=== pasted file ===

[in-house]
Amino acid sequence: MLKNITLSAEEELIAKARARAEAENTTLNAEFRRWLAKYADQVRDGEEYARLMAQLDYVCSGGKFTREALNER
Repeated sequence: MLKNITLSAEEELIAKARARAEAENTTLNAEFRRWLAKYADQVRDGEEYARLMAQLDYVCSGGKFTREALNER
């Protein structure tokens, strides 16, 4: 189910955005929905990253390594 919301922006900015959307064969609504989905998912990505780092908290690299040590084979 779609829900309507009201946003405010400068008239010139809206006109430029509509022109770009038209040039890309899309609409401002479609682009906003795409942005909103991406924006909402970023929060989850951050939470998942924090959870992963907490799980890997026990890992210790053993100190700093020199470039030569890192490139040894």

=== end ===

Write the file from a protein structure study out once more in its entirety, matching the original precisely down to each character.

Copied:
[in-house]
Amino acid sequence: MLKNITLSAEEELIAKARARAEAENTTLNAEFRRWLAKYADQVRDGEEYARLMAQLDYVCSGGKFTREALNER
Repeated sequence: MLKNITLSAEEELIAKARARAEAENTTLNAEFRRWLAKYADQVRDGEEYARLMAQLDYVCSGGKFTREALNER
């Protein structure tokens, strides 16, 4: 189910955005929905990253390594 919301922006900015959307064969609504989905998912990505780092908290690299040590084979 779609829900309507009201946003405010400068008239010139809206006109430029509509022109770009038209040039890309899309609409401002479609682009906003795409942005909103991406924006909402970023929060989850951050939470998942924090959870992963907490799980890997026990890992210790053993100190700093020199470039030569890192490139040894």